I did not know what the Tunku or Nik Hassan said to Razak but whatever it was it only endeared me to him. Razak’s younger brother, Abdul Latiff, my good friend and a year ahead of me at MCKK, was an inspector with the Brunei Police Force and had played a commendable role in defending the Brunei throne. Latiff, a favourite of Razak was always in contact with me and that also enhanced my growing relationship with Razak.
I went to Sarawak, Singapore and Brunei on Razak’s instructions to make political contacts and celebrated the formation of Malaysia Day in Singapore at the Government House where I met an attractive Malay actress-dramatist. We dated for a year or so. She, like me, is happily married.
In October 1963, Razak asked me to be his political secretary. I rashly declined the offer because I was happy being a “free bird” and with what I was doing. I also honestly felt I was unqualified for the job. I recommended another name who he knew personally. He said irritably: “Terlampau kekampongan – a country bumpkin.” Protesting, I told him that “Mobutu” (not his real name) was a good man, conservative, conformist and safe. Razak remained undeterred.
The irony is that “Mobutu” became one of my worst enemies. He, of course, never knew that I had done him several crucial “latent” favours, one or two even before this particular encounter with Razak.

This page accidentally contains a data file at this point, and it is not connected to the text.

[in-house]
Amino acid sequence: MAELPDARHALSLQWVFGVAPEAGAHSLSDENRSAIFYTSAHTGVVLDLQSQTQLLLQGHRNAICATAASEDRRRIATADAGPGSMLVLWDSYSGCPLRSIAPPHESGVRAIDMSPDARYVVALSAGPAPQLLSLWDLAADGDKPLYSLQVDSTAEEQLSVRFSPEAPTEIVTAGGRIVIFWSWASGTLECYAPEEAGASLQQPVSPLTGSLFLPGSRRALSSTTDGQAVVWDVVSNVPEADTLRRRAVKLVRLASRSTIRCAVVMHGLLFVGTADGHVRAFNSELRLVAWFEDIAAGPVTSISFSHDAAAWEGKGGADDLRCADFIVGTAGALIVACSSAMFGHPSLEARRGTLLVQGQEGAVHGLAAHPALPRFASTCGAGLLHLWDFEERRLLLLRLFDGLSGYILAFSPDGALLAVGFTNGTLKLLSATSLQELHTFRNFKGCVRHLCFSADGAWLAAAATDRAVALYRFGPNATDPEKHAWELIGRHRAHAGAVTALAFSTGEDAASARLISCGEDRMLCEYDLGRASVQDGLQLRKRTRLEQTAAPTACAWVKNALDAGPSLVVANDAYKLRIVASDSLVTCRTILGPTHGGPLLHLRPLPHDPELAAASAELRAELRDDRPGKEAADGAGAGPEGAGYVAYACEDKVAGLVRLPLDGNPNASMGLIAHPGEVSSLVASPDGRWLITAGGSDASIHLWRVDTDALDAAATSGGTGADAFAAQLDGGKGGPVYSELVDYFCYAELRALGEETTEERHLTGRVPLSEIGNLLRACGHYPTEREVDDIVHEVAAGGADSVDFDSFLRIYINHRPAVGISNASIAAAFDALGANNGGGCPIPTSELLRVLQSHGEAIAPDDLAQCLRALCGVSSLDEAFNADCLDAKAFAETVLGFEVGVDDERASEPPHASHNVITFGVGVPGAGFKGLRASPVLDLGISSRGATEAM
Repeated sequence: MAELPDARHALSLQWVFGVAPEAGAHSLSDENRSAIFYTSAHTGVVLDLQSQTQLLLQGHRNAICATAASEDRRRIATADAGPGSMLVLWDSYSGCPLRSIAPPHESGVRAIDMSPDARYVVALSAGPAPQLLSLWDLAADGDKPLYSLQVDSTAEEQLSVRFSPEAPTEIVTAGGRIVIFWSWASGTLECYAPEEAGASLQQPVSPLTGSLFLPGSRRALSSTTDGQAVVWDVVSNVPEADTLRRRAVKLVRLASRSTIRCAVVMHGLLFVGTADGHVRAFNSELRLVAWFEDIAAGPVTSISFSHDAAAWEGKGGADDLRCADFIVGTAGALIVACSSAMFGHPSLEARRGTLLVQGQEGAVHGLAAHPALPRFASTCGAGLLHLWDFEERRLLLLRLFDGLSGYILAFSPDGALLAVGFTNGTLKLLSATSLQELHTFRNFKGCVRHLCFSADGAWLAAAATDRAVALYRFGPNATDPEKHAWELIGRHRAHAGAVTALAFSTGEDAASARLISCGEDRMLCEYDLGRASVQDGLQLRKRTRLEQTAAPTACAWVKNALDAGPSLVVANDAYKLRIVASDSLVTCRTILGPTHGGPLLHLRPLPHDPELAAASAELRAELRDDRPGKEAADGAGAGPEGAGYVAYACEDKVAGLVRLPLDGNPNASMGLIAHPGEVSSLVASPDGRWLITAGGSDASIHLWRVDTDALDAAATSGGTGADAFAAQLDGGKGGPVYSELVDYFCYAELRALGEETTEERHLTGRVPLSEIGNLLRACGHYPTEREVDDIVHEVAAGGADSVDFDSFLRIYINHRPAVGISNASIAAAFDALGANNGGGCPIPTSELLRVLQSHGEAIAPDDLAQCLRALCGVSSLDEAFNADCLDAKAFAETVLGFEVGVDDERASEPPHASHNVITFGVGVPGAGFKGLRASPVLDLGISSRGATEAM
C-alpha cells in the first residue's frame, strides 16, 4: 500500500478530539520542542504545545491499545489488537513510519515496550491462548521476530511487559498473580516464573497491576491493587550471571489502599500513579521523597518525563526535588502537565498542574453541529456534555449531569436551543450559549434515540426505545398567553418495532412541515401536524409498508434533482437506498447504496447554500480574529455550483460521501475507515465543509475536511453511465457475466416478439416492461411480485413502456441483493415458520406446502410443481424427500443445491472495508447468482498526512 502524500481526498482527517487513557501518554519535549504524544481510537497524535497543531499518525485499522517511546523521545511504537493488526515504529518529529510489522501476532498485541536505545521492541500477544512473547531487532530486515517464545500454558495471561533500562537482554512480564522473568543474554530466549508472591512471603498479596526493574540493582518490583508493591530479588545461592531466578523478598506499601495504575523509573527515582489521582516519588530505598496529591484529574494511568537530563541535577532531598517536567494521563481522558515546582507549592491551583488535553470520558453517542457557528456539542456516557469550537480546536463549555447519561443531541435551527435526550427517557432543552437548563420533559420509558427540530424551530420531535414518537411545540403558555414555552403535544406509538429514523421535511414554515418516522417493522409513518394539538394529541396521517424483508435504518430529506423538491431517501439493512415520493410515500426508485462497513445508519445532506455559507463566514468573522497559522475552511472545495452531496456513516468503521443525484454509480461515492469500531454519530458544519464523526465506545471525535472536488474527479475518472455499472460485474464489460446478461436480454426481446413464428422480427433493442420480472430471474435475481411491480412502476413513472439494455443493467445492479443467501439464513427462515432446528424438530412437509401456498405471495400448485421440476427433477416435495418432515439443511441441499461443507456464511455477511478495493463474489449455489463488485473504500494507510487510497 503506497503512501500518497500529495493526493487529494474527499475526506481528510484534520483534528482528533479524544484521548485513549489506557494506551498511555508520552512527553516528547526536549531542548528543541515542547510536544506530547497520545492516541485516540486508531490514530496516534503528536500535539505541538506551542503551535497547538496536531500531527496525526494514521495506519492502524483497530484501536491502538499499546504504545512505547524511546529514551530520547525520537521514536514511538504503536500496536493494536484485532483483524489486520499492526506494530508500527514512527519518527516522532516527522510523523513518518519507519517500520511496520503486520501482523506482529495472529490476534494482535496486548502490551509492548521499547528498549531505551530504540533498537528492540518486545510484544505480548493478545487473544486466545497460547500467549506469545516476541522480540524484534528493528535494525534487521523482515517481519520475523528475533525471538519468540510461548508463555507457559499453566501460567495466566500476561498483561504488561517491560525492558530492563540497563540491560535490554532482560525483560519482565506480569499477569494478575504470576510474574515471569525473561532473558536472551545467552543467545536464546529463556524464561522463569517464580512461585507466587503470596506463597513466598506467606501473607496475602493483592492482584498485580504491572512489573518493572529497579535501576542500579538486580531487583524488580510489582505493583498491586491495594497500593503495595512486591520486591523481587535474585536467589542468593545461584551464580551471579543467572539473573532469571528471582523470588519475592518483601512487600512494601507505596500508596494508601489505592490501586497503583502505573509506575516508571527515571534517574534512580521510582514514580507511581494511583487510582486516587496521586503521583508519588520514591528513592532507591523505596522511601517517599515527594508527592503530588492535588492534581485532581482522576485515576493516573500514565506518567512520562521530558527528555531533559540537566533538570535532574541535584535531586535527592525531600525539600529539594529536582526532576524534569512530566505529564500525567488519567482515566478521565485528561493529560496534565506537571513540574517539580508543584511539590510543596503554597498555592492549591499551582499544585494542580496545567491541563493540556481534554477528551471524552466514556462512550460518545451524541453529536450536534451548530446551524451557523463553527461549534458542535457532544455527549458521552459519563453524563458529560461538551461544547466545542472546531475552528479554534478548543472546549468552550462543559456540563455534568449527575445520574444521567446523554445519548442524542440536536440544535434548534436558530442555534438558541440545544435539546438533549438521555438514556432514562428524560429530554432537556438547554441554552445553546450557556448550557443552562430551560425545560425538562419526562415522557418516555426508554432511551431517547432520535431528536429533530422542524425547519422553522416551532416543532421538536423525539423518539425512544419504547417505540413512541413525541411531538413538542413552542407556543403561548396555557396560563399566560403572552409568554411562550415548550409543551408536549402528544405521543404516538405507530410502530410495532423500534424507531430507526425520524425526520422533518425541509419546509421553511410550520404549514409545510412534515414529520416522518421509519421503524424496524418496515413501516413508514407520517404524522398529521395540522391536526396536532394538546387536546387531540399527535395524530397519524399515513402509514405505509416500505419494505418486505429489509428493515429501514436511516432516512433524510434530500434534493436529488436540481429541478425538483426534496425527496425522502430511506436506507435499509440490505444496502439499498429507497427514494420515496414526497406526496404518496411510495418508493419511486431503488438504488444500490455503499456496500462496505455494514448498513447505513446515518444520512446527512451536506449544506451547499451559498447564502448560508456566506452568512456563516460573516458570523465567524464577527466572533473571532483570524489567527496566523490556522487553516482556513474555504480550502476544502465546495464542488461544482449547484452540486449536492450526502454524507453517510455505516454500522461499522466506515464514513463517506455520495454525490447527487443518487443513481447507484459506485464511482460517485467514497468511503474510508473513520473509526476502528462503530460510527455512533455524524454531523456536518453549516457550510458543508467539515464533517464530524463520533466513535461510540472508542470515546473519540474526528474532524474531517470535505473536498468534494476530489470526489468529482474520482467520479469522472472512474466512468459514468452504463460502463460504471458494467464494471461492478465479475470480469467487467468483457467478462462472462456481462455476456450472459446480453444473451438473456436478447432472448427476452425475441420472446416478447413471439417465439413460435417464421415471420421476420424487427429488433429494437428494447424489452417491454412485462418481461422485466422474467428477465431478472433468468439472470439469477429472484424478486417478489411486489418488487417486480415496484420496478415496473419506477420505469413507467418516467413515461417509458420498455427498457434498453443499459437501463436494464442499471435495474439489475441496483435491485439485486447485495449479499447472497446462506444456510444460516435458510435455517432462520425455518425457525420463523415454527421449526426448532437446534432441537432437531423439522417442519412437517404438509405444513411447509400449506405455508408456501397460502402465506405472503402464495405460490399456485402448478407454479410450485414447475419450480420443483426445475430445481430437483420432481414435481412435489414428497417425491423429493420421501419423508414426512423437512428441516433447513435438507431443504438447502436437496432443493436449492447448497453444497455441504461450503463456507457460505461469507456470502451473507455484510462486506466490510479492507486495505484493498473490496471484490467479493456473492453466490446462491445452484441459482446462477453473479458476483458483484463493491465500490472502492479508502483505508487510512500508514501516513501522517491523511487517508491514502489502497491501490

There were all kinds of reasons why I declined his invitation. I am detailing here some of them which are of general interest. I was and is shambolic in my work methods. You need to be clever to work for a “superstar” like Razak, and not only that, you need to be cleverer, and in the right way, especially in dealing with the largely British-trained Wogs (Western Oriented Gentlemen) who ran the Malaysian Civil Service (MCS).
To succeed, I needed not only to observe, but to do so scrupulously, the huge sense of hierarchy, of organization, which pervades everything in the government and the civil service.
Razak finally said: “Look Dollah, this is an important and influential job. You might not have a consolidated qualification but I know you certainly know how to write. You are a shrewd observer and interpreter of events. I am not buttering you. I find you are intelligent. This is an opportunity knocking which may not happen again.”